Mark Williams
06-24-2009, 12:19 PM
David, thanks for clarifying. Since I mostly do SD DVD's your comments and critical eye is very helpful. I think the dilemma for folks is the two cameras (HMC150 and HPX170) share a lot of features and components but are $1,500 apart in price.

Allen Ellis
06-24-2009, 12:59 PM
AVCHD stomps HDV, yes. But then again so does DVCPRO-HD.

HDV is used in $300 to $6,000 prosumer camcorders. DVCPRO-HD is used in the VariCam, the HPX2000, HPX3000, HPX3700, etc. (It's also used in the HPX170/HVX200A range, yes, but it extends way higher up the line than HDV does in any other manufacturer's range).

HDV is limited to 15% of a program's acquistion and isn't allowed for ANY editing or mastering at Discovery HD, whereas DVCPRO-HD is accepted for unlimited acqusition, editing, and final delivery.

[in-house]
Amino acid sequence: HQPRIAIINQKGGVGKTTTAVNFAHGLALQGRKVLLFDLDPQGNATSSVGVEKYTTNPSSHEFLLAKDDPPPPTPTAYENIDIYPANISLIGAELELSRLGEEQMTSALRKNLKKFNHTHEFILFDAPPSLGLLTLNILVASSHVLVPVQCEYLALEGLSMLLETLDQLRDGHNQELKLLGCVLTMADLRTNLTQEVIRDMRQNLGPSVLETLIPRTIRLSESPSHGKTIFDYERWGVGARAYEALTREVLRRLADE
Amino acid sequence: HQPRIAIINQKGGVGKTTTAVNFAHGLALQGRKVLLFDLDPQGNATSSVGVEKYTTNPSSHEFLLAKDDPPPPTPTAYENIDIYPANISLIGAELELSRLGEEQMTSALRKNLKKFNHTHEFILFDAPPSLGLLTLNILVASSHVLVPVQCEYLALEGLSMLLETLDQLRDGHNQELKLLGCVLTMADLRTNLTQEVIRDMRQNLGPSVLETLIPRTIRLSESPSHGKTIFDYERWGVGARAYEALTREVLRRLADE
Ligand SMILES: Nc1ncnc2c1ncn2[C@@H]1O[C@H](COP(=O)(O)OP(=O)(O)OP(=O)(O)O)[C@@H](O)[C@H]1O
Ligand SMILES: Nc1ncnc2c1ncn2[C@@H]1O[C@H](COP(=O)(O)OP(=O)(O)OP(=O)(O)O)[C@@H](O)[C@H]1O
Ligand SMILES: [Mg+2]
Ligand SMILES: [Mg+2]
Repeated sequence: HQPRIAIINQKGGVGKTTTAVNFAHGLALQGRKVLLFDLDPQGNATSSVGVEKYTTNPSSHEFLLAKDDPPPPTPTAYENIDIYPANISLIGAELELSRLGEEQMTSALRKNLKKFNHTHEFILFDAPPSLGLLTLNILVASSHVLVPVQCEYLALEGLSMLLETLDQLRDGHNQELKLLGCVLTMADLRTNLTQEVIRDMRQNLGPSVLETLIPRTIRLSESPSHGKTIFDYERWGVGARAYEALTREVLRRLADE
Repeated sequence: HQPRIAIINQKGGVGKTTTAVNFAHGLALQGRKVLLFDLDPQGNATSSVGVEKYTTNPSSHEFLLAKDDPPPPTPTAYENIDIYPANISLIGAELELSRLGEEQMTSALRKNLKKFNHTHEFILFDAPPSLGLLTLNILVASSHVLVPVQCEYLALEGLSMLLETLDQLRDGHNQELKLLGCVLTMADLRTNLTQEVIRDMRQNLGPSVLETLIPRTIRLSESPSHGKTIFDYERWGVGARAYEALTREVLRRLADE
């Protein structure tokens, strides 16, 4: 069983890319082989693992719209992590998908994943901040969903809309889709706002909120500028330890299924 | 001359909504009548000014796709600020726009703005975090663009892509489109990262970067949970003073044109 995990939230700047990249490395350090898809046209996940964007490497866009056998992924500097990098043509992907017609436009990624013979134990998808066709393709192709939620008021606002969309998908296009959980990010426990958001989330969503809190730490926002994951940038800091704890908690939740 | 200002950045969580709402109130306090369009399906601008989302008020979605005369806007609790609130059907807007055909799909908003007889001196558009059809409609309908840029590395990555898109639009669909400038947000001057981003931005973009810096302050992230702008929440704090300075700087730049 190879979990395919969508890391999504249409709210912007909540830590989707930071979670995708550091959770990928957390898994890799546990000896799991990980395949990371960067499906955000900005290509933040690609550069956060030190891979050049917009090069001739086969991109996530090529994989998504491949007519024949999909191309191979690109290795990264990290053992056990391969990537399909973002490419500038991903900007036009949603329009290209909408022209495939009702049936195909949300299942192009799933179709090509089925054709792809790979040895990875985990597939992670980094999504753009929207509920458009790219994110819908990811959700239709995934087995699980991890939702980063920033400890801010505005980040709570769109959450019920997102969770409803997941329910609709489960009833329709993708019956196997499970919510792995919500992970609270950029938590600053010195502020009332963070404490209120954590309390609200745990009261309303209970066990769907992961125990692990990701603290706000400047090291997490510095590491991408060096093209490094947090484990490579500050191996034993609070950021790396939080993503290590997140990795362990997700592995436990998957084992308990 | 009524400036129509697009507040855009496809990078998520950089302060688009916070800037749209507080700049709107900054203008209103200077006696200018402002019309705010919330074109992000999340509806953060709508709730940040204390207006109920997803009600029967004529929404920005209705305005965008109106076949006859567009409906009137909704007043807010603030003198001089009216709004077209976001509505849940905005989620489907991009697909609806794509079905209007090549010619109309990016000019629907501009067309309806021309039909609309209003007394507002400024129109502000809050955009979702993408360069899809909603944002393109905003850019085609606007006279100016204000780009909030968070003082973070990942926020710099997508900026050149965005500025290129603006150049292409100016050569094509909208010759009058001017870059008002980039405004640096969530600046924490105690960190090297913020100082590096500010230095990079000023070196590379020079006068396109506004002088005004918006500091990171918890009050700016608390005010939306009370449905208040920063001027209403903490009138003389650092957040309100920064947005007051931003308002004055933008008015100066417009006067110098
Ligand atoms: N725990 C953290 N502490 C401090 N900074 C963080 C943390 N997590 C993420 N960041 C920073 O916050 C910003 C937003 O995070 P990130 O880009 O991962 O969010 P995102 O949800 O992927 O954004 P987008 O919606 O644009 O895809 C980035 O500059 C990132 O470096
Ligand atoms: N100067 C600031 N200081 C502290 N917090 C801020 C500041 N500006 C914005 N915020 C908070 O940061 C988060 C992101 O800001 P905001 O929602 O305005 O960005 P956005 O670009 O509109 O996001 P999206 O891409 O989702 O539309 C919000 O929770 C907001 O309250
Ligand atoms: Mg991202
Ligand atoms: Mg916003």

DVCPRO-HD is Panasonic's equivalent to HDCAM. Sony has many formats that they consider lower quality than HDCAM. HDV is the lowest-quality HD recording format ever produced. Formats that Sony ranks inbetween HDCAM and HDV would include AVCHD, XDCAM-HD, and XDCAM-EX.

DVCPRO-HD is about as good as it gets in common use in the HD world. To get better than DVCPRO-HD, you'd have to go to HDCAM-SR or HD-D5.

Barry,

Thanks for explaining - good to know DVCPRO-HD is such a widely accepted format :).

David Saraceno
06-24-2009, 01:04 PM
DVCPRO-HD is about as good as it gets in common use in the HD world. To get better than DVCPRO-HD, you'd have to go to HDCAM-SR or HD-D5.

Or perhaps AVCIntra 100

Barry_Green
06-24-2009, 04:21 PM
DOH! David S. hands me my own backside. :thumbsup:

vocare
06-28-2009, 08:00 AM
Hi all,

understand that there are various methods to edit hmc footage to sd dvd.
whats is the fastest method to edit and burn into sd footage?